The chronicle of Geoffrey le Baker, written around 1350, vividly describes the torments supposedly inflicted on the former Edward II as he was taken from Kenilworth to Berkeley Castle in the spring of 1327, and during his incarceration at Berkeley, paraphrased here:
- Edward's jailers make him travel at night, riding bareheaded despite the cold, and deprive him of sleep. They taunt him by placing a crown of hay on his head, make him shave off his beard with cold, dirty ditch-water - whereupon Edward cries, thereby providing himself with warm water - feed him on rotting food to make him ill, and do their utmost to make him believe he is mad. Once this nightmare journey is over and he arrives at Berkeley, he is incarcerated in a cell with a deep hole nearby into which the rotting corpses of animals are thrown, in the hope that the putrefaction will kill Edward by asphyxiation. This failing, he is murdered by means of a red-hot poker, "the aid of enormous pillows and a weight heavier than that of fifteen substantial men."
Needless to say, this has been grist to the mill for a lot of writers over the centuries (including Christopher Marlowe), and is repeated all over the internet and in numerous published books as certain fact. But - surprise, surprise - it isn't. Geoffrey le Baker is the only even vaguely contemporary source for the notion that the former Edward II was so cruelly mistreated and abused at Berkeley, and Baker was not writing history but hagiography, at a time when the amusingly implausible campaign to have Edward canonised was well underway. (Miracles were widely reported at his tomb in Gloucester.) Baker's intention was to portray Edward as a Christ-like figure nobly suffering the slings and arrows of outrageous fortune and the torments of lesser men, the "satraps of Satan" as Baker memorably calls them: the Passion of Edward of Caernarfon. If we accept Baker's story of the former king's fate in 1327 as historical truth, we might as well accept Shakespeare's portrayal of Richard III as the hunchbacked epitome of evil as historical truth.
Geoffrey le Baker was about the only fourteenth-century chronicler who actually liked Edward II, and blamed all his faults and mistakes on the Despensers. As a corollary, Baker loathed Queen Isabella and portrayed her as, well, a she-wolf*, cruelly taking delight in making her husband suffer. Although I have to admit I find it quite amusing to see Isabella called 'Jezebel' and 'the iron virago', Baker's portrayal of her is very wide of the mark. Chronicler Adam Murimuth, a royal clerk who knew Edward II and Isabella well, was in the south-west of England in 1327 and is a much more reliable source than Baker (though by no means infallible), says that she sent Edward kind letters and gifts while he was at Berkeley - hardly, one might think, the actions of a woman keen to inflict torments on her husband. After all, after Edward's deposition in January 1327, Isabella had no reason to manipulate him into thinking she still loved him, and no reason to send him letters and gifts unless she wanted to.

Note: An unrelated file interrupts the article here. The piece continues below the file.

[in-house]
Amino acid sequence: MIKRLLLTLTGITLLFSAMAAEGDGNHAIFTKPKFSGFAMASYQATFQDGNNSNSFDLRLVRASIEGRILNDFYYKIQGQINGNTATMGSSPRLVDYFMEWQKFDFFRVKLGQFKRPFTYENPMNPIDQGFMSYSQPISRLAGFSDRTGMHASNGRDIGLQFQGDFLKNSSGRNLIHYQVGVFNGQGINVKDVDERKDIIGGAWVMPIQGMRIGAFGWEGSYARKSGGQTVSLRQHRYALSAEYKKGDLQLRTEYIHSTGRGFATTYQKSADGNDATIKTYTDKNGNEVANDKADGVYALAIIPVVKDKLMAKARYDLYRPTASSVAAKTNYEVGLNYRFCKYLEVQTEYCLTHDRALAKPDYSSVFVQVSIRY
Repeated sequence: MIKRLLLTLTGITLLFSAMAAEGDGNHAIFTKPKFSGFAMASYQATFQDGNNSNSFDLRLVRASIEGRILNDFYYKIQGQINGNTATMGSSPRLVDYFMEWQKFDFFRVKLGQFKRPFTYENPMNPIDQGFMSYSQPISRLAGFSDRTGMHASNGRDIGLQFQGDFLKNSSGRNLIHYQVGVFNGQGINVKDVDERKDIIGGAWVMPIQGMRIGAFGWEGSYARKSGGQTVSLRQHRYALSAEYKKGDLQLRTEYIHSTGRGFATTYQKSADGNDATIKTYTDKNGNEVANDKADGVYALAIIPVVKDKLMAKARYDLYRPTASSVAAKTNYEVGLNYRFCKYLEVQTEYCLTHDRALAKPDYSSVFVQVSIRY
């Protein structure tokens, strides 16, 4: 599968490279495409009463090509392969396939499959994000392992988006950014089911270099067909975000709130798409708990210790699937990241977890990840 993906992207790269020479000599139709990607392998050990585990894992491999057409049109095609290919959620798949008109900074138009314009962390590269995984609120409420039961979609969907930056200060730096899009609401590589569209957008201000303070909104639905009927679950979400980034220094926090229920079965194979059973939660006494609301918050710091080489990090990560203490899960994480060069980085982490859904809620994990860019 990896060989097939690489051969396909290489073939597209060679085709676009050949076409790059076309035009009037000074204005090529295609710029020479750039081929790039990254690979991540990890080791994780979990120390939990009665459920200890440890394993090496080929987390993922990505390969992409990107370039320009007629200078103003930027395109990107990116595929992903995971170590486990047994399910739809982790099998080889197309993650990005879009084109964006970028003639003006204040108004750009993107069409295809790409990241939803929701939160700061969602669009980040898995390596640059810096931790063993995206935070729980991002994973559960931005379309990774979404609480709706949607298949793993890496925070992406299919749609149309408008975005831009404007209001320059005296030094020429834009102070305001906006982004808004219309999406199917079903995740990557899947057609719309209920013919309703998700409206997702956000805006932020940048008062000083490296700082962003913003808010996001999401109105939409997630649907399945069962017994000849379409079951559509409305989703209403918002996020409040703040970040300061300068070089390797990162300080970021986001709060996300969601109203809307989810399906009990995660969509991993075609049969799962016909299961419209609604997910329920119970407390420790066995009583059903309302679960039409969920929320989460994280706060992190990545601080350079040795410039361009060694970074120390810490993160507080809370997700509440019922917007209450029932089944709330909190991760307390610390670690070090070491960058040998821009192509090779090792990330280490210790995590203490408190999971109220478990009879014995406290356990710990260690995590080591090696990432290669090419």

* Not a contemporary nickname, as many people think, but invented by Shakespeare for Margaret of Anjou and first applied to Isabella in a 1757 poem by Thomas Gray.
King Edward III was too young in 1327 to be in a position to protect his father, but he wouldn't be fourteen forever, and one day he would take over the governance of his own kingdom. Thomas Berkeley and John Maltravers, appointed custodians of the former king in April 1327, would have been pretty stupid to mistreat the king's father, knowing that one day they would have to answer for their actions - and Edward III never accused them of mistreating Edward of Caernarfon. Adam Murimuth claims that although Berkeley treated Edward well and humanely, Maltravers did not. This may be correct, but is not supported by any other evidence - and most fourteenth-century chroniclers, even Murimuth, thought that Maltravers was accused of Edward II's murder, which he certainly wasn't; he was condemned to death in the November 1330 parliament for his role in entrapping the earl of Kent and bringing about his execution. At no point in Maltravers' very long life - he lived until 1364 - did Edward III accuse him of complicity in Edward II's death, or of mistreating and abusing the former king. Murimuth's statement that Maltravers behaved harshly towards Edward II may be an assumption based on the false (albeit widespread) belief that Maltravers was one of Edward's murderers.
Paul Doherty in his 2003 book Isabella and the Strange Death of Edward II (p. 119) says that kings and princes, once deposed, have suffered from the actions of their former minions, who were "only too quick to join in the fun of cruel mockery of one who formerly lorded it over them." Well, possibly, but that's missing the point. Edward II was no longer king in 1327, but he was still royal, the son of a king and, more to the point, the father of the present king. Edward II is unique among the deposed kings of medieval England, not just because he was the first, but because he was the only one succeeded by his son, who would not take kindly to allegations that his father had been abused by those appointed to care for him. (Incidentally, Paul Doherty, like many other writers, repeats the myth about John Trevisa on which I wrote a post.)